Favorite Aphorisms

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    In the memoir, Tuesdays with Morrie by Mitch Albom, Morrie Schwartz wrote on little post-it notes creating aphorisms. An aphorism is an observation that contains a general truth. “Love each other, or perish” is an aphorism that is meaningful to me. In other words, this aphorism means that we have to love one another in order to have meaning in our lives. When someone dies, then we know the true meaning of loving someone. Relating this to my grandmother when she died, I realized not to take anything for granted anymore because with a blink of an eye my loved ones can perish. Not only did I manage it, but also realized to love family everyday. Basically, this quote encourages me to love my loved ones. You’re not living unless your are loving, and if you’re not living then you are perished.


    If there’s one thing that we know from reading the book Tuesdays With Morrie, it’s that Morrie Schwartz was inspirational in both the actions he took and the words he spoke. Throughout the book there are a myriad of inspirational sayings or aphorisms that Morrie leaves us with before the end of the book. Probably the aphorism that resonated with me would be, “devote yourself to what gives you meaning”. I believe this lesson may be the one most worthy of note; as I feel like this saying should be more prominent in society now. People get caught up in how to make the most money in as little time as possible, and maybe it doesn’t start out that way, but it eventually does degrade to that. After all, none of us were in elementary school thinking, “I wonder what course I should take to end up with the most money.” Of course when we were kids we did have seemingly impossible life goals, but that’s why compromise without giving away all our childlike ambitions. Find what makes you happy and devote yourself to that happiness. At least if you do that you can live without regret.


    Are you content with being yourself? Physically old, Morrie Schwartz from Tuesdays With Morrie by Mitch Albom is dying and happily coping with it. There are multiple aphorisms in the book that Mitch Albom shares from his dying friend Morrie. “Accept who you are and revel in it” is something that Morrie strongly believes. As a result, believing in oneself and being pleased with oneself begins confidence in one’s life. Although I don’t like everything about myself, I look for the great qualities that I own. Not only do I like who I am, but also I try not to be negative about myself. Whoever accepts his life and creates positive energy will be highly successful.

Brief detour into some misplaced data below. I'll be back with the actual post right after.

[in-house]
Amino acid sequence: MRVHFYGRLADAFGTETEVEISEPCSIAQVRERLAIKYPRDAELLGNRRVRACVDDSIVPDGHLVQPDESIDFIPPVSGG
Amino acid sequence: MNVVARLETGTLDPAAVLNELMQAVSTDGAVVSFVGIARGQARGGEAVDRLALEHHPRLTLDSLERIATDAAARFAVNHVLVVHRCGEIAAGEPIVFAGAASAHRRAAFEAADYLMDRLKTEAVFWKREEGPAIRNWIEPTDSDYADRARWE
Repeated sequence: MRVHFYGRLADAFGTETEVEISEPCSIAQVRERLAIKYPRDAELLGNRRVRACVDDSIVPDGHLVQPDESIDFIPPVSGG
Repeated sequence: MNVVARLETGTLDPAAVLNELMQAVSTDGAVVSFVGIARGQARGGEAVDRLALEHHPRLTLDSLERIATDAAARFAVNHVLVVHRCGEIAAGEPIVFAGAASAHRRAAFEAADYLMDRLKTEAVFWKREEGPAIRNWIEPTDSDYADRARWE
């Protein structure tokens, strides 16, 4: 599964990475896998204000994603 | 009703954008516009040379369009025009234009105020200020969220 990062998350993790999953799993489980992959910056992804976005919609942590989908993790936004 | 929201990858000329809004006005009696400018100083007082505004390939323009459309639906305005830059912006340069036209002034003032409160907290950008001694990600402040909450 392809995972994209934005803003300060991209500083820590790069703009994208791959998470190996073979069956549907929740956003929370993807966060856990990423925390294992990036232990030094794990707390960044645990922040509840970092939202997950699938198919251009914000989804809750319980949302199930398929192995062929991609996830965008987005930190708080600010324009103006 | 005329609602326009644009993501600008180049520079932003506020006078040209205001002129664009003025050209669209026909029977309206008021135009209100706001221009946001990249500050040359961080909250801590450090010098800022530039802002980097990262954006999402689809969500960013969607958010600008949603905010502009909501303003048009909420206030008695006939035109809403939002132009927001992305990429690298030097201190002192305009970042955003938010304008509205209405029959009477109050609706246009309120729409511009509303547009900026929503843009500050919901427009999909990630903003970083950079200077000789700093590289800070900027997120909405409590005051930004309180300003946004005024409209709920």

Colin Madia 5/12/14

    “The culture we have does not make people feel good about themselves. And you have to be strong enough to say if the culture doesn’t work, don’t buy it.” Morrie Schwartz

    Have you ever learned something life changing in your life? Well, Mitch Albom, the author of Tuesdays with Morrie learned many different life changing lessons from his extraordinary college professor, Morrie Schwartz. There is one aphorism that Morrie told Mitch that stood out to me and that was, “The culture we have does not make people feel good about themselves. And you have to be strong enough to say if the culture doesn’t work, don’t buy it.” When I was in middle school, all of my friends would make fun of and bully kids and after a while, I knew that it was wrong and didn’t want to be included anymore. As a result, I started to become friends with other people in high school and didn’t talk to my old friends as much. This was difficult, but was worth it because the things they were doing were not what I wanted to be a part of. Whether you change friends or change your lifestyle, never buy into a culture you don’t agree with.


    Mitch Albom wrote the memoir  Tuesdays with Morrie about his former professor and good friend Morrie Schwartz.  Knowing that he was dying, Morrie gave some good aphorisms as advice.  “Once you learn how to die, you learn how to live”  is one of the aphorisms that appealed to me (82).  After reading this aphorism, I think it means that once you find out you don’t have a lifetime to do the things you want to do, like wind surfing or snorkeling, you realize how precious time is and you have to live in the moment.  In Morrie’s case, when he found out that he was dying, he realized that spending time with his family is the way he wants to spend the rest of the days.  Actually, I can relate to this aphorism because I fear that I’m going to die everyday and I want to live every part of it.   For example, I was in a car accident with my dad  and suffered broken bones, bad gashes, and a concussion.  Not only am I going to live my life without fear, but also live my life to the fullest it can be.